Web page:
Yet even as these personal pains and deprivations mounted, a new relationship with Graca Machel had begun and with it a cat and mouse game with the media that mutated as the relationship developed to an uninhibited sharing of joy. At the same time he managed, with all the finesse applied to some of the most delicate aspects of the transition, the formal aspects of the relationship, and Graca Machel’s progression from Mozambican friend to South Africa’s first lady.
He had met Graca Machel for the first time in 1990 when he visited Mozambique after his release from prison, sealing a respectful friendship that had begun in 1986 when Mandela and Winnie Madikizela had sent Graca Machel a letter of condolence on the death of Samora Machel.
It was in in 1992, after his separation from Winnie Mandela, that a deeper relationship became something of an open secret amongst journalists, though they weren’t seen in public together, and neither of them either confirmed or denied it. When he announced in late 1995 that he was divorcing Winnie, media and public speculation about his relationship with Graca Machel became intrusive. Graca Machel insisted that she would not marry again: ‘I belong to Mozambique’. Mandela ducked the media question with grace and humour, standardly saying his culture prevented him discussing it with young people, or pretending to refer the question to her:
Women today are very sensitive to men expressing opinions on matters that involve them without consulting them. If she were here I would say to her, ‘What do you think my answer should be?’ Unfortunately she is not here. I think we should postpone that question for the moment when she will be with me.783
if I have to discuss this question with you it should be away from youngsters
What he did though was gradually bring the relationship into public view and, as it were, gave it institutional form. From early1996 semi- public appearances together became the norm. In Paris the same year during an official visit to France, they shared a dinner at the ambassador’s official residence, after which his communication unit ‘leaked’ confirmation of the relationship; then more openly at Robert Mugabe’s wedding; and graduating in late 1996 to walking hand in hand along the streets near his home in the suburb of Houghton. In March 1997 she accompanied him on a visit to Asia as his ‘Official Companion’. Not long after that she became officially the first First Lady of democratic South Africa.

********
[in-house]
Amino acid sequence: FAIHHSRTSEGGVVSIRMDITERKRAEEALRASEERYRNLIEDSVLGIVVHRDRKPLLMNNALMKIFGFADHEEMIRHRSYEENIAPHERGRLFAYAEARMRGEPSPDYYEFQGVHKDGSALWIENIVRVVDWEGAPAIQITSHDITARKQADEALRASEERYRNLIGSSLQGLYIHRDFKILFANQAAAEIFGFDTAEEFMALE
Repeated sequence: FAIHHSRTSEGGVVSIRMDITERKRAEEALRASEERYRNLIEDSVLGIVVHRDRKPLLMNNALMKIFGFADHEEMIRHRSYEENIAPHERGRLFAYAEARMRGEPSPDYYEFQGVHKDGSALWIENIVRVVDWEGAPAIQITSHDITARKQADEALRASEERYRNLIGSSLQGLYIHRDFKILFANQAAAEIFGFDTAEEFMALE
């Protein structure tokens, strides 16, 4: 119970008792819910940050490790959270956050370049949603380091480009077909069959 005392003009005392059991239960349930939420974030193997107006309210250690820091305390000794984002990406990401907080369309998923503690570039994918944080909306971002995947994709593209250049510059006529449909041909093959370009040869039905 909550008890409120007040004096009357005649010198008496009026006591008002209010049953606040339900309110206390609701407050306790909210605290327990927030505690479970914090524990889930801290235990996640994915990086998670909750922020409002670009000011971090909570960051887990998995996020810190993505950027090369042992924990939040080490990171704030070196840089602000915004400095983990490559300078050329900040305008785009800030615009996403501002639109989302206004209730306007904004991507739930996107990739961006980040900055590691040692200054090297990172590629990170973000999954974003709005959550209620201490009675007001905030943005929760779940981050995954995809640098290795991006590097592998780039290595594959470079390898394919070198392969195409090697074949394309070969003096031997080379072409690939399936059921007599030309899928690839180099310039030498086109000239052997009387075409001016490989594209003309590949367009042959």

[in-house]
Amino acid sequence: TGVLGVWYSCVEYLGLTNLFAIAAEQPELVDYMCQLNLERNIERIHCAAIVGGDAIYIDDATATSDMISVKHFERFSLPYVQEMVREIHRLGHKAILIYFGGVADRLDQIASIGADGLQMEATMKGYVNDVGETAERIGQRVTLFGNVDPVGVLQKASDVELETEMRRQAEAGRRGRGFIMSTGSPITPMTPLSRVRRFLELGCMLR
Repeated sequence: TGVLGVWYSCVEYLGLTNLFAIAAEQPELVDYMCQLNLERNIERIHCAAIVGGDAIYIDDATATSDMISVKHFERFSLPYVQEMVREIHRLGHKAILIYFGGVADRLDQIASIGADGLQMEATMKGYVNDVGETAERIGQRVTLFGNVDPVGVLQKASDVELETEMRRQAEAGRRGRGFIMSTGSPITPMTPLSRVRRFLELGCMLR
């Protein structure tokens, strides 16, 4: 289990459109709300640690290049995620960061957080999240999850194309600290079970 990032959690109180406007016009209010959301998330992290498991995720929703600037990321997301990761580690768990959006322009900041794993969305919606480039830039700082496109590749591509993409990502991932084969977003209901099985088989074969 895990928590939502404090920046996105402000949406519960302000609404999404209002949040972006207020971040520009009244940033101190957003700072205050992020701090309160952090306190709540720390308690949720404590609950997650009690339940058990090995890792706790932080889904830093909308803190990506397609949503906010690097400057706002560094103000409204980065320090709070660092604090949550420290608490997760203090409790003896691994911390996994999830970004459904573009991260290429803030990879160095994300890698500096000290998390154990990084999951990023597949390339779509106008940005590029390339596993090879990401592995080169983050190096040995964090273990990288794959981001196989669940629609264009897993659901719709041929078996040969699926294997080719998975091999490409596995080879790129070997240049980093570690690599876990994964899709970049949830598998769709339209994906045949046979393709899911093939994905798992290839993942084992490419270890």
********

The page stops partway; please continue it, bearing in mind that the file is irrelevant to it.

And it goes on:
. . .the morning that Madiba received a phone call. It was evident that he was having a very affectionate call to his girlfriend, Graca Machel, and I asked to leave the room, No, he insisted, I should stay there while he had his telephone conversation. And I remember thinking afterwards that he was in his own way so delighted with the relationship with Graca that he was almost boasting. He was really no different from any other love-struck teenager during those calls.784
In the same spirit, a note on what he did on 5 July 1997 says that at a party for Graca Machel’s daughter he ‘Danced together with Graca for the first time in our relation.’785
Religious institutions, in particular Archbishop Tutu, and of course the media, felt entitled to mount pressure for a wedding. And in 1998, Graca Machel agreed to marry Nelson Mandela.
The preparations were kept secret, and very few people were invited to the wedding. Not even Parks Mankahlana was told, leading him to assure journalists there was no wedding even as they gathered in force outside the house in which it was taking place. Mandela later defended Parks against the anger of journalists some of whom, absurdly, said his credibility was forever undone. Mandela explained that Parks ‘did not know. The only person who knew was Mbeki. ‘The fact that I did not inform him (led to him being) convinced that the (marriage) reports were completely untrue and I was not in a position to come out and say, “Look, you're wrong, we are actually planning to (marry).” He expressed his full confidence in Parks.786
Mandela had of course also separately informed his director-general, Prof Gerwel and his head of communications; but he had convinced them that the matter was so private and so sensitive that they didn’t utter a word to anyone else! He had also organised private coverage of the ceremony by Enterprise magazine, whose editor Jon Qwelane he had invited to the wedding.
The marriage was announced a few hours later by Thabo Mbeki to the guests assembled for Mandela’s 80th birthday party at Gallagher Estate near Johannesburg.
I have a very, very short announcement to make today and a very happy one: that President Nelson Mandela and Graca Machel got married this afternoon. The civil ceremony was conducted by the Chief Magistrate of Johannesburg. The couple were blessed yesterday by the Chief Rabbi Cyril Harris and the religious ceremony today was conducted by the Presiding Bishop of the Methodist Church Bishop Mvume Dandala who was assisted by the Archbishop Desmond Tutu as well as Sheikh Nazim Mohamed, the President of the Muslim Judicial Council and Mrs. Nanchand of the Hindu faith. Mrs. Mandela will continue to use the name Graca Machel. And because of work that she still has to do in Mozambique, the President and the wife will continue to live in the way that they have up to now so she will not be moving out of Mozambique but they will be commuting as they have been commuting for some months now. I think that’s all.787
The next evening, at a dinner celebrating his 80th birthday, Mandela began his speech with words which it seemed he had been eager to utter in public – words which, for some years, he had been denied:
+>My wife and I ...788